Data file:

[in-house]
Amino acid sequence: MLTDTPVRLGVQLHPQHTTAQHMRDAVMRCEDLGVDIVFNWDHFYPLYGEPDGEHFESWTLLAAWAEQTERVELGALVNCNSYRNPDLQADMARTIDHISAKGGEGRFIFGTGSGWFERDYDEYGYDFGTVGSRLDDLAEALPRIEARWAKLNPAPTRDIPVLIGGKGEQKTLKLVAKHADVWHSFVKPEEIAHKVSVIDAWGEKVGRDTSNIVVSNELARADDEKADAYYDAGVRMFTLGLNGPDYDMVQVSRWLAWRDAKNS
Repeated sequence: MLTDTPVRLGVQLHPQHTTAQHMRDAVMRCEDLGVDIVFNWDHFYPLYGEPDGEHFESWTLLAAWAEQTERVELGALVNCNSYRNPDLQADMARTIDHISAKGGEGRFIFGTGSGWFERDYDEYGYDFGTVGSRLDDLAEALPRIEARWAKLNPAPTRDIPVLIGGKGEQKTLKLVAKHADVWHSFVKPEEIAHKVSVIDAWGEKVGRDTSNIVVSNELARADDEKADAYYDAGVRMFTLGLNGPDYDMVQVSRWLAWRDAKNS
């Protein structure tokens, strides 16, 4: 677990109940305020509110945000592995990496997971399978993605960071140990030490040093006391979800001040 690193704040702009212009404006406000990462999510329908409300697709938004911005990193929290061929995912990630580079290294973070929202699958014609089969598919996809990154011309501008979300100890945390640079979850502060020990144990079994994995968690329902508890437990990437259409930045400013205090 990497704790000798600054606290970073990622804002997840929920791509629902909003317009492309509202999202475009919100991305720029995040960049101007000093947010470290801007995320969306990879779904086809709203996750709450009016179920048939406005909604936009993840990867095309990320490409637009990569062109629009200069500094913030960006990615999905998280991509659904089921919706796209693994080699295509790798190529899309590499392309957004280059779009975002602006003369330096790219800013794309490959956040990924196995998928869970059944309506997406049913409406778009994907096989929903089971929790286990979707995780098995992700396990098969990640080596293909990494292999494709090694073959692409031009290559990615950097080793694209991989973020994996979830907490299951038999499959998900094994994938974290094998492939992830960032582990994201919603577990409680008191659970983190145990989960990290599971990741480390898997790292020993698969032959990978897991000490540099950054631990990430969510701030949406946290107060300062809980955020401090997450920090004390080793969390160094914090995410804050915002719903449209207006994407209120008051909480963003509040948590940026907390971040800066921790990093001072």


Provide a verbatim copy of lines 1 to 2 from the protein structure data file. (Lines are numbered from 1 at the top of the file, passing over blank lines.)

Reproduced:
[in-house]
Amino acid sequence: MLTDTPVRLGVQLHPQHTTAQHMRDAVMRCEDLGVDIVFNWDHFYPLYGEPDGEHFESWTLLAAWAEQTERVELGALVNCNSYRNPDLQADMARTIDHISAKGGEGRFIFGTGSGWFERDYDEYGYDFGTVGSRLDDLAEALPRIEARWAKLNPAPTRDIPVLIGGKGEQKTLKLVAKHADVWHSFVKPEEIAHKVSVIDAWGEKVGRDTSNIVVSNELARADDEKADAYYDAGVRMFTLGLNGPDYDMVQVSRWLAWRDAKNS